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Out of the Cocoa Fields

In Côte d’Ivoire and Malawi, many children don’t attend school because they have to work on cocoa plantations or are married off at an early age. UZH economist Guilherme Lichand is using innovative experiments to explore solutions to this problem.
Text by Roger Nickl; English translation by Philip Isler
School in Malawi
Child labor and underage marriage are among the main reasons why many children in Africa drop out of school. Pictured: A school in Malawi.


Some 260 million children around the world don’t go to school. About 400 million 11-year-olds can barely read, write or do basic math, while 840 million children leave school with no professional or vocational qualifications whatsoever. These numbers, presented by former UK prime minister and UN special envoy for education Gordon Brown at the UN’s education summit in New York last year, are alarming. “Education was in crisis even before the pandemic hit,” says UZH professor Guilherme Lichand, “but Covid has made things worse.” Schools were closed, and many children all over the world fell behind in their education as classes were held online.

Brazilian-born economist Guilherme Lichand heads up the UZH Center for Child Well-Being and Development, where he explores issues related to education and social inequality. His professorship is supported by the United Nations Children’s Fund (UNICEF). “Social inequality is closely linked to unequal opportunities in education,” says the economist, who is currently focusing on projects in Brazil, Côte d’Ivoire and Malawi.

Breaking the vicious circle

Guilherme Lichand describes himself as a problem solver. The epithet “research meets social innovation” features prominently on his website, where he describes his work as measuring complex social phenomena and repurposing technologies for social good. One of the problems he wants to solve is the high number of children who don’t go to school or drop out early. Elevated school absenteeism and dropout rates, which contribute to the global crisis in education, are widespread in many developing and emerging countries.

There are many different reasons why children stay away from the classroom. In Côte d’Ivoire, for example, one of the main causes of school absenteeism is child labor. Thirty percent of children under 17 in the West African nation – one of the world’s major cocoa producers, along with Ghana – work in the country’s cocoa fields to support their families financially.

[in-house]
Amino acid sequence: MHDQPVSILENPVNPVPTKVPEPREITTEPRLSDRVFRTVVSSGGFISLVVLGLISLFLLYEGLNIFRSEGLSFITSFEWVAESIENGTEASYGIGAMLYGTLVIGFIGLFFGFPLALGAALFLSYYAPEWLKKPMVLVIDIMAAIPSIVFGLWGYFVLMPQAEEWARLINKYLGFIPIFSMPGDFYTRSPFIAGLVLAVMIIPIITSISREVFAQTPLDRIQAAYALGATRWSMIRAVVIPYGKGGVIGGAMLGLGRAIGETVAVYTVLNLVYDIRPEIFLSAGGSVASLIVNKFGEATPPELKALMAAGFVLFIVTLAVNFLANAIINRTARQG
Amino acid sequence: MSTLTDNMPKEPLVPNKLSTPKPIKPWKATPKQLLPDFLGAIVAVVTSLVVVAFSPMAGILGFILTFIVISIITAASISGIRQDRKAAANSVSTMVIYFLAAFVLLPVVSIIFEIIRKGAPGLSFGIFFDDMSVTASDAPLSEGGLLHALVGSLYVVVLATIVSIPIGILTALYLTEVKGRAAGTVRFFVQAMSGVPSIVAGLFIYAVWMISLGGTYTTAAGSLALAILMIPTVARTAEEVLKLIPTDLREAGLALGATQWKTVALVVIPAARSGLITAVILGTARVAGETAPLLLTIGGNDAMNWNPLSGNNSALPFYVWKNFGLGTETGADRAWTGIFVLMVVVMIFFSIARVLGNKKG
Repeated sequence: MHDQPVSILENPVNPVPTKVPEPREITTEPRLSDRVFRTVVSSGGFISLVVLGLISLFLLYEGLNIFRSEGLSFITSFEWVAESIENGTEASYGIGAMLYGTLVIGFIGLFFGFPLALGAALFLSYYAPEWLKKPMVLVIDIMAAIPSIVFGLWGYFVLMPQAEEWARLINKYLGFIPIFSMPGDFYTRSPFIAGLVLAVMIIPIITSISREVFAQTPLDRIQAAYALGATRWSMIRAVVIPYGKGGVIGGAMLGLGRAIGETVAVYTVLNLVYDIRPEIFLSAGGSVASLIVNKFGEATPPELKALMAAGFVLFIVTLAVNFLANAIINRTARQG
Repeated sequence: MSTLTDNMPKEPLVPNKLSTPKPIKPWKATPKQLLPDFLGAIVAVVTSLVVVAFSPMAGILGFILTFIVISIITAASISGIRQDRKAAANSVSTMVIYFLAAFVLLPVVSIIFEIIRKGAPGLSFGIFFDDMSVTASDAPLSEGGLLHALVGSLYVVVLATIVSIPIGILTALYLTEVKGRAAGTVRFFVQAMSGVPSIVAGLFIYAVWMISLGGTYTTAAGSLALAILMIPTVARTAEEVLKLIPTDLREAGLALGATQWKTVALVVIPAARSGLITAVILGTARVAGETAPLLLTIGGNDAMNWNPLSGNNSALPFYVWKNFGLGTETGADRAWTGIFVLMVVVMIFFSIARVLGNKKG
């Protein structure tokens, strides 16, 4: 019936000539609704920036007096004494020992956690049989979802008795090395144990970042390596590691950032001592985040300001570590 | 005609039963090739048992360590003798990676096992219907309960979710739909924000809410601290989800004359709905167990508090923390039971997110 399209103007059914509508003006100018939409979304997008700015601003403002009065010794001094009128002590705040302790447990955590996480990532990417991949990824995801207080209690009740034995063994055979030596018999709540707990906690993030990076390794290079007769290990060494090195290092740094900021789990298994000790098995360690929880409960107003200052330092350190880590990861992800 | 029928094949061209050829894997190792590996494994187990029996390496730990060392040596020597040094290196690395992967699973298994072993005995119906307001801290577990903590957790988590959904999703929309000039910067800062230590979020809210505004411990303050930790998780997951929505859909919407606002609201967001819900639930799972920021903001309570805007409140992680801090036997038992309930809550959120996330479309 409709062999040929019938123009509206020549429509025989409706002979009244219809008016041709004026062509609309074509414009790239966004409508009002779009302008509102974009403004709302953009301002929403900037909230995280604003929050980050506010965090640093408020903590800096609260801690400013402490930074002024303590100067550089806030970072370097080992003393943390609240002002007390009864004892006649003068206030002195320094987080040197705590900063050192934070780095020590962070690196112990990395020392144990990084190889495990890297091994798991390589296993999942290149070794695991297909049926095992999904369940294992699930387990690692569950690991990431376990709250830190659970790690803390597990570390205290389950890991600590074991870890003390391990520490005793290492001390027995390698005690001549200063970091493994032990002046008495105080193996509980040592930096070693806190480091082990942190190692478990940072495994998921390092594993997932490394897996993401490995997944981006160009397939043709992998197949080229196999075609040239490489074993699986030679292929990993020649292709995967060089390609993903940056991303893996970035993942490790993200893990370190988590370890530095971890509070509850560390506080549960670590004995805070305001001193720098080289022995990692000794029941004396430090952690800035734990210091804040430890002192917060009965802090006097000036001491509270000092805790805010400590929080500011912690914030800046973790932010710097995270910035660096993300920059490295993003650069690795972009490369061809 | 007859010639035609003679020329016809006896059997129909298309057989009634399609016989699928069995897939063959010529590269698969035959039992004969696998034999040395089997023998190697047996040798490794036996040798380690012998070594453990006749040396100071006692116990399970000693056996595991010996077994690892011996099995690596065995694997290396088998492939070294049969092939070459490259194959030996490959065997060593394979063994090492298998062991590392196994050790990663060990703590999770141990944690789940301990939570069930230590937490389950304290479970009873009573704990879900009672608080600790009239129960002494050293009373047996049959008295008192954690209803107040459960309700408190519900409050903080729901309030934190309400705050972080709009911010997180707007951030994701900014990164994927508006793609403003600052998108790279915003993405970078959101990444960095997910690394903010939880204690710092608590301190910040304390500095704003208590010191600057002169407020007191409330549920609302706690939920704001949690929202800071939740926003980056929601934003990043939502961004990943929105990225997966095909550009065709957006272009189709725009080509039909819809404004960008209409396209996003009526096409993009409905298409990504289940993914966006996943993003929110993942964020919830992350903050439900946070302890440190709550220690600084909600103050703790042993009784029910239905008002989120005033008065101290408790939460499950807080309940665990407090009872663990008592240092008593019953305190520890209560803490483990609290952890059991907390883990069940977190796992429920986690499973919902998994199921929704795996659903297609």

Work on cocoa plantations is hard labor and gets in the way of both boys and girls attending school. Many children get frustrated and drop out of school altogether because, exhausted from working in the fields, they are unable to perform in the classroom. In many cases this means they’re following in their parents’ footsteps, who are also likely to have abandoned their education for the same reasons. “It’s a vicious circle,” Guilherme Lichand says. “Children of poor parents can’t fulfill their potential, and this affects all areas of their lives.” To break this vicious circle, the economist thus believes that policy-makers, the tech industry and scientists must work hand in hand. “Education plays a key role here,” says Lichand. And since he is a scientist by trade, he has decided to tackle the problem using the tools that he is most familiar with.

Nudging by text message

The UZH economist carried out a large-scale behavioral experiment in Côte d’Ivoire with the aim of getting kids back in schools. The experiment, which was supported by the local government, included some 5,000 parents of kids in close to 100 schools. Lichand used an approach called nudging, which he had already successfully applied in a previous research project in Brazil, in which text messages were used to remind parents to send their children to school. The text messages came twice a week over a period of one and a half years and included messages such as, “Encourage your child to go to school. Their future depends on it!” or “Most children who work in the fields aren’t good at school.  Protect your child’s education!”